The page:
You sometimes hear, written communication is great for autistic people. Yes, the threshold to communicate is much lower than verbal communication one by one or phone calls. There is more time to shape your answers and questions. There also a flipside, though. I need endless hours to write an e-mail and the more personal, the more unsatisfied I am in the end when I hit the send button. Most of my personal e-mails are just too long suggesting I need some kind of justification of the content. In retrospective I often think it would have been better to write nothing than displaying logical contradictions and the pressure to justify my thoughts. Communication will always be a mine field, verbally and in written form. Yes, it sounds odd for someone writing hundreds of blog articles and hiking reports. It’s a different thing writing about special interests than about social daylife and emotions.

I tweeted about chronical pain due to my bone marrow edema, about not remembering the last day without pain. Such statement is a problem in context. If you’re on a public platform or in close contact with persons with pain conditions, there is always context, i.e., there will be people with much more severe pain conditions. I experienced severe pain only two or three times in my life, before the kidney stones were gone. My foot edema is sometimes painful but not all the time I walk and mostly nonexistent when I don’t walk. In my reality bubble, the foot pain led to a complete change in my future plans – as far as recreation is concerned. I do hard with sudden changes and this was a big one. So the emotional pain weighted much more than physical pain. I focused on what is not possible anymore instead of enjoying what is possible. I tried alternatives but the goals were still too high to reach with my current foot condition. I had to think smaller and smaller, after liberating years of thinking bigger and bigger. In school I wasn’t good in sports, I often hated it. It has been a long journey to be so independent in my movements. I lost some parts of this freedom recently and the self-confidence to try something new. However, my statement about pain has certainly been exaggerated which I didn’t notice until it was pointed out suddenly. I’m still able to do lots of wonderful things chronically ill people can’t do. I should value that, at least by not issueing every thought in public.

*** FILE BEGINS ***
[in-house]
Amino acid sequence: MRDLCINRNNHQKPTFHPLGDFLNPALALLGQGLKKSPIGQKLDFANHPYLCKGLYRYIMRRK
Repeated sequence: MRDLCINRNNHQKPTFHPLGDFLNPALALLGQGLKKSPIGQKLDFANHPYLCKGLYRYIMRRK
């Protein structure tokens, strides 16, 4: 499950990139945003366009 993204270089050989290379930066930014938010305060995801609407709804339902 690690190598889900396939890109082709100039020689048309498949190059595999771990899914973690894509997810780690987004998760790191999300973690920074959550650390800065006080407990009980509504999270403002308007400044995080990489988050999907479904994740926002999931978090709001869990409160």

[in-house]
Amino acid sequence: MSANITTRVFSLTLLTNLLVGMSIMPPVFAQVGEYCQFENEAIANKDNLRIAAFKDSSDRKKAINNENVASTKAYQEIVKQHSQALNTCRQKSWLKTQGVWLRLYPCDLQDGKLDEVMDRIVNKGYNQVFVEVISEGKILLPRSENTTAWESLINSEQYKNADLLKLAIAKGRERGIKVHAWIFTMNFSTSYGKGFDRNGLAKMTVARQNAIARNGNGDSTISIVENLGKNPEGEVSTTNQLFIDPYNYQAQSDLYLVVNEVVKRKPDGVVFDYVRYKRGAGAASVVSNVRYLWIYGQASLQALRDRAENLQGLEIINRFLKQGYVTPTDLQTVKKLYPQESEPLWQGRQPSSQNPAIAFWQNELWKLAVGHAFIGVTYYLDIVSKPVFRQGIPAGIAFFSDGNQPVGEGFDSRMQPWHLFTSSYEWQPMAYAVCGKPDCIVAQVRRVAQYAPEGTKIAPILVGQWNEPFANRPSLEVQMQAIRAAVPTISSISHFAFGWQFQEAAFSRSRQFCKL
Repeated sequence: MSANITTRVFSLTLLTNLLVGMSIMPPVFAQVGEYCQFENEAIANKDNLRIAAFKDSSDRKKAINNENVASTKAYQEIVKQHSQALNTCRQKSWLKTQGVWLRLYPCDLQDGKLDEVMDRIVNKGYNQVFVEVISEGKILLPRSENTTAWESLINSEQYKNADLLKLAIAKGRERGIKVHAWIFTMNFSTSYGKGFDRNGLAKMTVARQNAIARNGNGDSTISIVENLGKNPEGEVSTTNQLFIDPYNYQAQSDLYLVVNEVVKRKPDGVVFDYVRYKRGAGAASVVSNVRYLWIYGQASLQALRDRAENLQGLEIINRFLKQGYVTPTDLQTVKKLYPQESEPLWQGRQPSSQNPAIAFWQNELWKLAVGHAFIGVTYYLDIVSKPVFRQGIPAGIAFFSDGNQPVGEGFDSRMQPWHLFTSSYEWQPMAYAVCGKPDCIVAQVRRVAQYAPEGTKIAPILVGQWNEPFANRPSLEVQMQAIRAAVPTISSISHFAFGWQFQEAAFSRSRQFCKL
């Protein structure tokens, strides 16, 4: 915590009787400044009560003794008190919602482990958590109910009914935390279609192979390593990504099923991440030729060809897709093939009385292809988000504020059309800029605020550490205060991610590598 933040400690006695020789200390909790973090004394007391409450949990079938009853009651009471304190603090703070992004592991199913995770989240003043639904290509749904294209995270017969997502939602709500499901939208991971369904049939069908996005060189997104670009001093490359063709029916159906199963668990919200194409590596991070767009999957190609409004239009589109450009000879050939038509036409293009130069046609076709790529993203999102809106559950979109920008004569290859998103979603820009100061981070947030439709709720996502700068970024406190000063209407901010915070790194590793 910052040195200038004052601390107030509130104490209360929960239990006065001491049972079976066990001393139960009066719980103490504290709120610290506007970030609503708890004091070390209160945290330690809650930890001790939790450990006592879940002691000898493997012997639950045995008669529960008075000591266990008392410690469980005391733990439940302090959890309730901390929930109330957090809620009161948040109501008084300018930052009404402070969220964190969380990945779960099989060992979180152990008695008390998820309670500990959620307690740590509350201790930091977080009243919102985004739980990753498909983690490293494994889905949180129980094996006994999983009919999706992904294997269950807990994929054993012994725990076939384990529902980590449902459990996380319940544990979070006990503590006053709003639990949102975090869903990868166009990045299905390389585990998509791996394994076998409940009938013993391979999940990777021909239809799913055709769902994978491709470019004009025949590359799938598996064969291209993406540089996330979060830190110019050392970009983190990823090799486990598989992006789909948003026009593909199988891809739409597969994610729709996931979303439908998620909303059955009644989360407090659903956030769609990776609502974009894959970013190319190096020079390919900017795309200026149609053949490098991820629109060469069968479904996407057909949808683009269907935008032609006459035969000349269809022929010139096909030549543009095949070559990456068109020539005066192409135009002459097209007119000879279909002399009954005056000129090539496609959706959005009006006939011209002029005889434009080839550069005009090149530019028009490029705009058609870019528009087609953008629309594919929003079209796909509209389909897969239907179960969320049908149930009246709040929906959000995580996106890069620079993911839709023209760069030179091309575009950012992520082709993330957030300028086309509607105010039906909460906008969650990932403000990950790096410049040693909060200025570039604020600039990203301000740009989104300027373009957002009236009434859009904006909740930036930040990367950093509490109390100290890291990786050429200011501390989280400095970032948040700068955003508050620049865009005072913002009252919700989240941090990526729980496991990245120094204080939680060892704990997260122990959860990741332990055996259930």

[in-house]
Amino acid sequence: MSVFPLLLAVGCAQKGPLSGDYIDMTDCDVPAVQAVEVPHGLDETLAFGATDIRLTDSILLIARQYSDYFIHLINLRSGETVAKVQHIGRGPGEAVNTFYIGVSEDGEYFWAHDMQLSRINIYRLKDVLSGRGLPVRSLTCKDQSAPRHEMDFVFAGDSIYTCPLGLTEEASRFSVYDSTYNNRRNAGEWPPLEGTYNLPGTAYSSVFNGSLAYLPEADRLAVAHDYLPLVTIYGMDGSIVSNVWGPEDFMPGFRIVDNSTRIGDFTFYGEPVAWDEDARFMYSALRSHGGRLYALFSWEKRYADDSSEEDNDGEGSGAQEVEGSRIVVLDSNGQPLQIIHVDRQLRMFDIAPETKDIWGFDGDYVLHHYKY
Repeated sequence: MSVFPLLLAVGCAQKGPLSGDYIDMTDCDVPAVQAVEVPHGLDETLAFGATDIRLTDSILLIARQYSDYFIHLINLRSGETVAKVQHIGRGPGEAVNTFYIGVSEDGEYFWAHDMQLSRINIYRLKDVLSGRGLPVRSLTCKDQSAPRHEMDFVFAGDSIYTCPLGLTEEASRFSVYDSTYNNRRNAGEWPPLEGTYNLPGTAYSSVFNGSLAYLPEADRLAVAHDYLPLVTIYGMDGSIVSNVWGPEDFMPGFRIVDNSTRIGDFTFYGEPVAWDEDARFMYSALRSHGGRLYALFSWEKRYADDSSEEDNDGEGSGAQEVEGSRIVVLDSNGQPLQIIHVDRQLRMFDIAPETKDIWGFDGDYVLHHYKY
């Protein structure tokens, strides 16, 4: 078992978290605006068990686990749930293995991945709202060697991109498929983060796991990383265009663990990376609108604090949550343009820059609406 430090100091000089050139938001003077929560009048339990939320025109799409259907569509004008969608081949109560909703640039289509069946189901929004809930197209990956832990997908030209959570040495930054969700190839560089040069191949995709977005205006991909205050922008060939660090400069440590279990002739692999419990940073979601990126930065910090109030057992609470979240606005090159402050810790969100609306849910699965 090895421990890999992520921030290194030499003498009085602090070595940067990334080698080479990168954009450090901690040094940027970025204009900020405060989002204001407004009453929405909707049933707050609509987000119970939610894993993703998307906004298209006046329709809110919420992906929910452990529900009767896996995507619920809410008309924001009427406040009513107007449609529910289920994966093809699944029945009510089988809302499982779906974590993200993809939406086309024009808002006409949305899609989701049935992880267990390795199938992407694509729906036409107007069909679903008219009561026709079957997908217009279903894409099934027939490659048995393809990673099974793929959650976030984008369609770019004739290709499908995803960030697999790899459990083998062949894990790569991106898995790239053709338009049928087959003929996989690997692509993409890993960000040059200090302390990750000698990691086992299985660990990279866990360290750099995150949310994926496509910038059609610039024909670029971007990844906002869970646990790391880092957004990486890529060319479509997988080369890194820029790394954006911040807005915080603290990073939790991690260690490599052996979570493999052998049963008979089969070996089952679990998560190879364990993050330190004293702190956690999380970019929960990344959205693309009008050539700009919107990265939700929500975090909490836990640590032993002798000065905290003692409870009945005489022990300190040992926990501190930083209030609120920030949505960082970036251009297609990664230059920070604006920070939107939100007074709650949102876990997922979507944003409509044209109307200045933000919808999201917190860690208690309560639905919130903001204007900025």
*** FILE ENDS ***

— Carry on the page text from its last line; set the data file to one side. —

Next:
I could write about the lack of control, discipline and structure, about how small changes throw me off the track. It is difficult to overcome these difficulties. Maybe autism is a disability, not a feature. I don’t want to accept it. Year after year, when I look back, I feel embarrassed about how starry-eyed I was. I made statements with the arrogance to know the only truth. Last year, for example, I wondered during and after the 24-hours-hiking tour that many participants gave up early as a result of foot and joint pain with alpine boots. The gave up before ruining their joints. I went through with running shoes and got bone marrow edema because running shoes are too soft for such a large distance on hard terrain. It’s an enduring learning process. My strength is being able to reflect it, to write about it. My weakness is that it happens very slowly and it encompasses quite a chain of thoughts leaving little space just to enjoy life.

Back to the start … overcommuncation online is a result of undercommunication. The past has shown I tend to loose control as soon as I use the tools too frequently (impressive number of o’s in a sentence …). I should hold back with my thoughts, question myself, think before writing. It sounds simple but it won’t be easy to accomplish.  Things went into deep shit in the moment I stopped my regular hiking tours, because I hadn’t have a plan B to balance my life. Side note… I drew the energy out of speeding hiking tours but I didn’t learn to simply sit down at a nice place for hours and enjoying the panorama. I need to focus more on reducing hectic pace even on a hiking tour (which – ironically – should compensate hectic pace in everydaylife). That’s a first step to accept my current state of what is possible to enjoy.

ps: this blog entry is written in english because it felt easier to express my thoughts in this very situation.